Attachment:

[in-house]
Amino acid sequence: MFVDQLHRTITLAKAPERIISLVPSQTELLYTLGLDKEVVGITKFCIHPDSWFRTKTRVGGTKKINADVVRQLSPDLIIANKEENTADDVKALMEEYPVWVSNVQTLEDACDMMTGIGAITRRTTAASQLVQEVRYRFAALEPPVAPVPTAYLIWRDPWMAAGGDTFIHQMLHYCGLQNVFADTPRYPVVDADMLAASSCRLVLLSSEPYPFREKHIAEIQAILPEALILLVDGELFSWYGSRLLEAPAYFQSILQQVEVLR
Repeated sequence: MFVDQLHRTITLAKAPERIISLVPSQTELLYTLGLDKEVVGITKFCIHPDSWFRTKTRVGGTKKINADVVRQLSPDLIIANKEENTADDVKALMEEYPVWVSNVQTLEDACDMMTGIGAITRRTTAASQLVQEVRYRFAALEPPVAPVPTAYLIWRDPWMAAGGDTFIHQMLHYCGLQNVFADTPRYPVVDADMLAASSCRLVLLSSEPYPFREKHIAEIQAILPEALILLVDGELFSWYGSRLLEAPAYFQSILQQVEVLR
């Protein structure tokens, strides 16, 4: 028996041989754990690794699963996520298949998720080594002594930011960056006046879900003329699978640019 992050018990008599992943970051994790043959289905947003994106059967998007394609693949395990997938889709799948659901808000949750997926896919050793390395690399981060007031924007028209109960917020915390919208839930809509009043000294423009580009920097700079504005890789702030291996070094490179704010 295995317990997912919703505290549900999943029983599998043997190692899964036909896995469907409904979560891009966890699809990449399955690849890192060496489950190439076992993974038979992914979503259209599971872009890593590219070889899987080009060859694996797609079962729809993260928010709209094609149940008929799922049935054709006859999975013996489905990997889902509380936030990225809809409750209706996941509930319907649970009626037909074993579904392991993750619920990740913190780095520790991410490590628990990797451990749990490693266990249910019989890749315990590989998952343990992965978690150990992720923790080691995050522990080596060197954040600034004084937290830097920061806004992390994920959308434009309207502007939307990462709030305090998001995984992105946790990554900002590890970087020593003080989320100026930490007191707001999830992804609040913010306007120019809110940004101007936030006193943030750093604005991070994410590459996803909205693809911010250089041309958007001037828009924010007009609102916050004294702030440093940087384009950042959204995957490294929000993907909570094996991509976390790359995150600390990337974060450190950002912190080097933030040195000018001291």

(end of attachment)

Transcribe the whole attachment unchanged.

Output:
[in-house]
Amino acid sequence: MFVDQLHRTITLAKAPERIISLVPSQTELLYTLGLDKEVVGITKFCIHPDSWFRTKTRVGGTKKINADVVRQLSPDLIIANKEENTADDVKALMEEYPVWVSNVQTLEDACDMMTGIGAITRRTTAASQLVQEVRYRFAALEPPVAPVPTAYLIWRDPWMAAGGDTFIHQMLHYCGLQNVFADTPRYPVVDADMLAASSCRLVLLSSEPYPFREKHIAEIQAILPEALILLVDGELFSWYGSRLLEAPAYFQSILQQVEVLR
Repeated sequence: MFVDQLHRTITLAKAPERIISLVPSQTELLYTLGLDKEVVGITKFCIHPDSWFRTKTRVGGTKKINADVVRQLSPDLIIANKEENTADDVKALMEEYPVWVSNVQTLEDACDMMTGIGAITRRTTAASQLVQEVRYRFAALEPPVAPVPTAYLIWRDPWMAAGGDTFIHQMLHYCGLQNVFADTPRYPVVDADMLAASSCRLVLLSSEPYPFREKHIAEIQAILPEALILLVDGELFSWYGSRLLEAPAYFQSILQQVEVLR
């Protein structure tokens, strides 16, 4: 028996041989754990690794699963996520298949998720080594002594930011960056006046879900003329699978640019 992050018990008599992943970051994790043959289905947003994106059967998007394609693949395990997938889709799948659901808000949750997926896919050793390395690399981060007031924007028209109960917020915390919208839930809509009043000294423009580009920097700079504005890789702030291996070094490179704010 295995317990997912919703505290549900999943029983599998043997190692899964036909896995469907409904979560891009966890699809990449399955690849890192060496489950190439076992993974038979992914979503259209599971872009890593590219070889899987080009060859694996797609079962729809993260928010709209094609149940008929799922049935054709006859999975013996489905990997889902509380936030990225809809409750209706996941509930319907649970009626037909074993579904392991993750619920990740913190780095520790991410490590628990990797451990749990490693266990249910019989890749315990590989998952343990992965978690150990992720923790080691995050522990080596060197954040600034004084937290830097920061806004992390994920959308434009309207502007939307990462709030305090998001995984992105946790990554900002590890970087020593003080989320100026930490007191707001999830992804609040913010306007120019809110940004101007936030006193943030750093604005991070994410590459996803909205693809911010250089041309958007001037828009924010007009609102916050004294702030440093940087384009950042959204995957490294929000993907909570094996991509976390790359995150600390990337974060450190950002912190080097933030040195000018001291």